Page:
Consider a few situations that we’ve all likely been through.
a) A few folks on your broader product team seem to frequently spend their time chasing crazy ideas with no result to show for them.
b) You are working on an initiative with folks across multiple teams and find yourself constantly dealing with issues related to miscommunication.
c) You have a cross-functional partner who can’t seem to stop sending you new requests.
d) Your sales team just doesn’t seem to be cooperating.
In each of these situations, it is tempting to think you are dealing with people problems and that the solution is to simply isolate the characters involved and “deal with them.”
In truth, however, each of these could either be partially or completely fixed with better process/systems. a) The product team would spend their time better if the planning process was more rigorous, b) the multi-team initiative needs regular alignment meetings where the issues are consistently surfaced, c) the cross-functional partner needs to be made aware of your priorities (a shared doc?) and could benefit from a light-weight requests process, and d) the sales team likely needs better incentives to cooperate better.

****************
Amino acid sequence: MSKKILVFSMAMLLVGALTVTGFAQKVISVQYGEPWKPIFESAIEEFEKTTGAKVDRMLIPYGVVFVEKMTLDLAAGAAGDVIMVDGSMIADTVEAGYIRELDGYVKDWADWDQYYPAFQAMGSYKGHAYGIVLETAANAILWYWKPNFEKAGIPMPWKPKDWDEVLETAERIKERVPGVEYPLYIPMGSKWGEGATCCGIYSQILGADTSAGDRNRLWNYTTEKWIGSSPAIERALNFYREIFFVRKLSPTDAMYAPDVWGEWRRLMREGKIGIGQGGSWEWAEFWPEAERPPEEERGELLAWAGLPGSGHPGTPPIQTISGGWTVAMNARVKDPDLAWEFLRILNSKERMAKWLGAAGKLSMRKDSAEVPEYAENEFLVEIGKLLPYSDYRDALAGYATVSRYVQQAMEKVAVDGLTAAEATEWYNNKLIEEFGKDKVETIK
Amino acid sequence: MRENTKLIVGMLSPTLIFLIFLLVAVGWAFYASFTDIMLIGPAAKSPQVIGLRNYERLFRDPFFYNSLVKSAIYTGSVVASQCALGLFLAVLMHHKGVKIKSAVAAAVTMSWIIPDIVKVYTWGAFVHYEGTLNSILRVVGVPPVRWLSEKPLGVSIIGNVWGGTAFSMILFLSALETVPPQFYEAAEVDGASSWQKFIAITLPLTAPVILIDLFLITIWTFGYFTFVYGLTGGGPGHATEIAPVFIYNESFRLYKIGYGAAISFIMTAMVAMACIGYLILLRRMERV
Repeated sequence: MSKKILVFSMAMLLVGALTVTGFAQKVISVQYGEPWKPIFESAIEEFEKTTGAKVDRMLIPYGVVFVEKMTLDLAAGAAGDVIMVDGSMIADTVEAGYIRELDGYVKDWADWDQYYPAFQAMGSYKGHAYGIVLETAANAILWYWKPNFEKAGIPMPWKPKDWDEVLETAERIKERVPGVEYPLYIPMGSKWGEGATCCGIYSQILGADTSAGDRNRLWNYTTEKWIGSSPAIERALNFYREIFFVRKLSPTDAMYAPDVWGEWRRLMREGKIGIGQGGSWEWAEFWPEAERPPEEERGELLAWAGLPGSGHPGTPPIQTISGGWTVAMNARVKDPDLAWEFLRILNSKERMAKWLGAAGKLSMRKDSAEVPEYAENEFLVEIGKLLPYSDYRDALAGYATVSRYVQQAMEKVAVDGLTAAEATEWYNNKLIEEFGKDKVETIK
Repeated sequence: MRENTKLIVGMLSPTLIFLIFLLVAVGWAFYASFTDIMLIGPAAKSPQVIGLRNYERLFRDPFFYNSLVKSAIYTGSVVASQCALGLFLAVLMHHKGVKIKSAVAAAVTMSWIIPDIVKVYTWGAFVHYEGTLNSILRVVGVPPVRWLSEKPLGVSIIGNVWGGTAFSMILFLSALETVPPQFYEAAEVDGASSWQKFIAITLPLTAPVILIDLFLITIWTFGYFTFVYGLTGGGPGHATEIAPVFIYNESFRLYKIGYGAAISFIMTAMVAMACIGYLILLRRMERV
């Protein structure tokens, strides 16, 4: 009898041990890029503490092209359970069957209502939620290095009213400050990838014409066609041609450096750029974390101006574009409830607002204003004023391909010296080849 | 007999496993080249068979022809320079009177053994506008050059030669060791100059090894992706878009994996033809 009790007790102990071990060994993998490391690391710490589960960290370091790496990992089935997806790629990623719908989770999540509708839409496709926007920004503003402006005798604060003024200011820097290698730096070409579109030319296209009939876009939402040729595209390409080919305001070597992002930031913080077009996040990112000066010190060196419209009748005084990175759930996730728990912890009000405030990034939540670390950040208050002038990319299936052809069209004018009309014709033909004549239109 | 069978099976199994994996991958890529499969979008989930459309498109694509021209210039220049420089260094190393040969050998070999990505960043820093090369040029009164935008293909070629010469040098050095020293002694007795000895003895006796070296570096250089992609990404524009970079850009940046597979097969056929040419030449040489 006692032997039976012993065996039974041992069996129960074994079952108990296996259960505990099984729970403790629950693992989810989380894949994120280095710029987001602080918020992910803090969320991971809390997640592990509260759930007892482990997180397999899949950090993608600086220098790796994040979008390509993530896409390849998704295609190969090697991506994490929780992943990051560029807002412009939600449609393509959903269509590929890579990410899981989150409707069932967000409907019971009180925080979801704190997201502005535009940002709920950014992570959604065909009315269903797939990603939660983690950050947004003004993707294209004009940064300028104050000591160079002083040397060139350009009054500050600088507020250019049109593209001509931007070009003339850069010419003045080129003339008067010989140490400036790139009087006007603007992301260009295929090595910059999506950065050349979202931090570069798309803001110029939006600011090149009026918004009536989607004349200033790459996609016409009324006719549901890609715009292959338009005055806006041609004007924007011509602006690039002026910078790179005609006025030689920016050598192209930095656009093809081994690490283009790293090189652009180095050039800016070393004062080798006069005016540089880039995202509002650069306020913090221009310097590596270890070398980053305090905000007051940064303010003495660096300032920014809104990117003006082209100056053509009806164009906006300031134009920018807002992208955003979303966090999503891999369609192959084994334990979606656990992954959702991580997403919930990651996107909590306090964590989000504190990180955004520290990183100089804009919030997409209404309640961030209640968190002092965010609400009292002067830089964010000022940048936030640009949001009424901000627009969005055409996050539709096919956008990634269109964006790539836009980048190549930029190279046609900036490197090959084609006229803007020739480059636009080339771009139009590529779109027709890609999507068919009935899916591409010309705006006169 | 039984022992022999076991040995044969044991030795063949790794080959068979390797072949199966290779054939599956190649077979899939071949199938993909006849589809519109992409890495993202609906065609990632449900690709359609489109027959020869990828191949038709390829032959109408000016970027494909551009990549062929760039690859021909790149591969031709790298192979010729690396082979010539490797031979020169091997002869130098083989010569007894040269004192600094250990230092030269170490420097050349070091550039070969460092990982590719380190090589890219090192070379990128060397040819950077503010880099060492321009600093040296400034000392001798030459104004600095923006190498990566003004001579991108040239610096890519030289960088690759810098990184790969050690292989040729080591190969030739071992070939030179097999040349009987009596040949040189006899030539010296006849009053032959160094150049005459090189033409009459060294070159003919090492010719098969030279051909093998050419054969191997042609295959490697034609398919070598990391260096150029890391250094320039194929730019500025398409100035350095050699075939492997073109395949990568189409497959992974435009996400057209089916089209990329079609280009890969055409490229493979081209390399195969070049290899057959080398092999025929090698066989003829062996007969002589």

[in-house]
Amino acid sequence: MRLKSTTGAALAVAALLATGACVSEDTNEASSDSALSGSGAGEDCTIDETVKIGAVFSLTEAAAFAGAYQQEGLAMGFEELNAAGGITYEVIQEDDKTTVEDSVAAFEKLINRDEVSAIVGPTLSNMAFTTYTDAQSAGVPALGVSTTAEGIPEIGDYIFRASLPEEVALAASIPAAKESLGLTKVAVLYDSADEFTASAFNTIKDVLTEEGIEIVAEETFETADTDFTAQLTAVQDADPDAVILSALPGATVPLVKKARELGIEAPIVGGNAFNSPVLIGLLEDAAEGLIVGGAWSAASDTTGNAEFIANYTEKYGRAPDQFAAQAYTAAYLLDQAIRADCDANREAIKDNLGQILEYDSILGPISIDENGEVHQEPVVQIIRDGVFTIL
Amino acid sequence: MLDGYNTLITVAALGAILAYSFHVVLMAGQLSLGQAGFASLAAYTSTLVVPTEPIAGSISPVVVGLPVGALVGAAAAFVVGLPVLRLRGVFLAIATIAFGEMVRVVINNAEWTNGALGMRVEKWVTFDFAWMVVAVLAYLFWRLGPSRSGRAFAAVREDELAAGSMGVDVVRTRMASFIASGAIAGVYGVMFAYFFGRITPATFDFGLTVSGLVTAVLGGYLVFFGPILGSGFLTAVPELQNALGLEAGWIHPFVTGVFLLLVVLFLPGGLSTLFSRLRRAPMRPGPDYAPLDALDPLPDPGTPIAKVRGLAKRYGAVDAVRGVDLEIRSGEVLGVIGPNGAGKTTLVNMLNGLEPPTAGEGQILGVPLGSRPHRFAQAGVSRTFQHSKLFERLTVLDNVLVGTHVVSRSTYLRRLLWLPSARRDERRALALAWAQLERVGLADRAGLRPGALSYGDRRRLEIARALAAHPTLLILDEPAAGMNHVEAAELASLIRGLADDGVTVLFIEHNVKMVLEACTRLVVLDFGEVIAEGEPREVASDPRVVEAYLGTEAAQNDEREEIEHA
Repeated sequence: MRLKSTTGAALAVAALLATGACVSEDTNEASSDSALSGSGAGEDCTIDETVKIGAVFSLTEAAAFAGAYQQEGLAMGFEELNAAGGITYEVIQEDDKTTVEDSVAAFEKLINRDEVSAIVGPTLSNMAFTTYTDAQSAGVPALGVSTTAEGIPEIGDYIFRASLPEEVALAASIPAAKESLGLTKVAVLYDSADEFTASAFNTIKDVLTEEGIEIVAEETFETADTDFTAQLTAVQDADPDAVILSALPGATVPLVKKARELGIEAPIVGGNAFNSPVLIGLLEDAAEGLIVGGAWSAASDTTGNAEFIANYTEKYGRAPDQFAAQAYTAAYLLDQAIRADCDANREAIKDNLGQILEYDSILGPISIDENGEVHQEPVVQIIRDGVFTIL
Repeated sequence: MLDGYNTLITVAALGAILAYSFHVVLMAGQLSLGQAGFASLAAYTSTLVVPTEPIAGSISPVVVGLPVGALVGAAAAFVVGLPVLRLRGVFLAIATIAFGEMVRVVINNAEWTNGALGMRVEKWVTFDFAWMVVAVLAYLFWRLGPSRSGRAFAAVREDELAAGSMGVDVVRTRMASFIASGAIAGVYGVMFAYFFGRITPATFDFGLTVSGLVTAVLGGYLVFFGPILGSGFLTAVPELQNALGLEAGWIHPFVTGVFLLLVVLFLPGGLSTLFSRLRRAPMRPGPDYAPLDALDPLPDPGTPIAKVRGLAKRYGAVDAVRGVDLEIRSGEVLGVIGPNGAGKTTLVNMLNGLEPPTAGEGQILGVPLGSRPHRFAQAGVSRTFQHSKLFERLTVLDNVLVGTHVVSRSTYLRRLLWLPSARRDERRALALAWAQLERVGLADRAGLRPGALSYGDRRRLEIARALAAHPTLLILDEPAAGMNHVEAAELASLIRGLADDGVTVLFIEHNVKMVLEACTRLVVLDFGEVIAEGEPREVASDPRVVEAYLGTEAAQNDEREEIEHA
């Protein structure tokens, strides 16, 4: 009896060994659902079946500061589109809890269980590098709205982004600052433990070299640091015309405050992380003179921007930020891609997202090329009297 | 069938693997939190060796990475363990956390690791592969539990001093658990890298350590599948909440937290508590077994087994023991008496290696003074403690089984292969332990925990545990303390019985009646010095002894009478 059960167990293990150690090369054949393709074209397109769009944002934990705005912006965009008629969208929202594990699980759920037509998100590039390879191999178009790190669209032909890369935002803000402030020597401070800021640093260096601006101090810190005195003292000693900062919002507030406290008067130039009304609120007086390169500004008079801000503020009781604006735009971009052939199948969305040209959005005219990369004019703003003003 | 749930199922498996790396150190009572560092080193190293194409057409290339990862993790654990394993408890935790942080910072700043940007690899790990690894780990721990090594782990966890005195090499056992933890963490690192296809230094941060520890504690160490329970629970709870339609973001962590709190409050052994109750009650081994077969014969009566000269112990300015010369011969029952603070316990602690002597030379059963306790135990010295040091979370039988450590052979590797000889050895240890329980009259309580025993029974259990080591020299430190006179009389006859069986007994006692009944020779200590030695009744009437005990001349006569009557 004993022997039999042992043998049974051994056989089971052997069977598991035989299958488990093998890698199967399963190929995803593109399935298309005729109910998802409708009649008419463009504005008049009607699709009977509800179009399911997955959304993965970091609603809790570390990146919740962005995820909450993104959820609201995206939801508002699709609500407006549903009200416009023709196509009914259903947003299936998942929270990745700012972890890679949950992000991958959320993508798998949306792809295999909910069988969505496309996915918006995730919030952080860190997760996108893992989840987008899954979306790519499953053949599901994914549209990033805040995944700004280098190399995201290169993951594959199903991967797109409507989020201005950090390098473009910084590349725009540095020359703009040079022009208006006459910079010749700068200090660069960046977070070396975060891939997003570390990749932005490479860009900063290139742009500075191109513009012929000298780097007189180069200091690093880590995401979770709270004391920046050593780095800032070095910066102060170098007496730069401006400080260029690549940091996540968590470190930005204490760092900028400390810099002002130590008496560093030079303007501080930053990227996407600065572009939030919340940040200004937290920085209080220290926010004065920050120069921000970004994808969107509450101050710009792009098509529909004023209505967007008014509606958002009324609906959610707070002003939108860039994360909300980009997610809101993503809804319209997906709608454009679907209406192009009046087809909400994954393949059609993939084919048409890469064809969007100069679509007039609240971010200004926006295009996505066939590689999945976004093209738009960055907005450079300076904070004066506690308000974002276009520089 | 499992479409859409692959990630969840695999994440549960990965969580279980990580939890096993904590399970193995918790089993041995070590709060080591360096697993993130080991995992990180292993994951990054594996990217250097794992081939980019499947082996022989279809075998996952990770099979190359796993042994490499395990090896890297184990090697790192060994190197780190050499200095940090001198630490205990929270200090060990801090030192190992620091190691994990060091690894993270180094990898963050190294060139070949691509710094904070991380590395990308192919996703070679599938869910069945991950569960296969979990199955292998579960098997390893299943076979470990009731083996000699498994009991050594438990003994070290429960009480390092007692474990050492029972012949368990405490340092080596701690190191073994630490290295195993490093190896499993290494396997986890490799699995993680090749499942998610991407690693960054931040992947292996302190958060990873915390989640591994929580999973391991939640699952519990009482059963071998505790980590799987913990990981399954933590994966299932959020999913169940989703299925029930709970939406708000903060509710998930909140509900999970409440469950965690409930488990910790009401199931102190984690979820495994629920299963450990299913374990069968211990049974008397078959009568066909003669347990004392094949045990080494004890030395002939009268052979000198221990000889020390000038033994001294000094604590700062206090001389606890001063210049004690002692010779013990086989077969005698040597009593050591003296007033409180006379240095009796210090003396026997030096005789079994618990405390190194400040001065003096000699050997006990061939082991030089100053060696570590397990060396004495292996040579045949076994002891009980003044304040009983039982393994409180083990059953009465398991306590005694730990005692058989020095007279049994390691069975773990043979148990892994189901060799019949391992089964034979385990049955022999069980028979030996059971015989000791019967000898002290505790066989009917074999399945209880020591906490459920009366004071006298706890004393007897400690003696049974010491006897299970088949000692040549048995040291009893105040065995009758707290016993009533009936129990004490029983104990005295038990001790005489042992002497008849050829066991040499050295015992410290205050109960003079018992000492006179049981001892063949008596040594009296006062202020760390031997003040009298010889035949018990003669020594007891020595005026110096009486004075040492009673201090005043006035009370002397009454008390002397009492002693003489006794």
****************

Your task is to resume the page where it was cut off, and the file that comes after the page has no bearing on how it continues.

Good management – whether within your team or in your project – is less about dealing with individual people and their preferences and a lot more about thinking in systems that will solve the people problems you face.
And, the first step to being that systems thinker is to be able to say – show me the people problem and I’ll show you the system problem that is the actual root cause.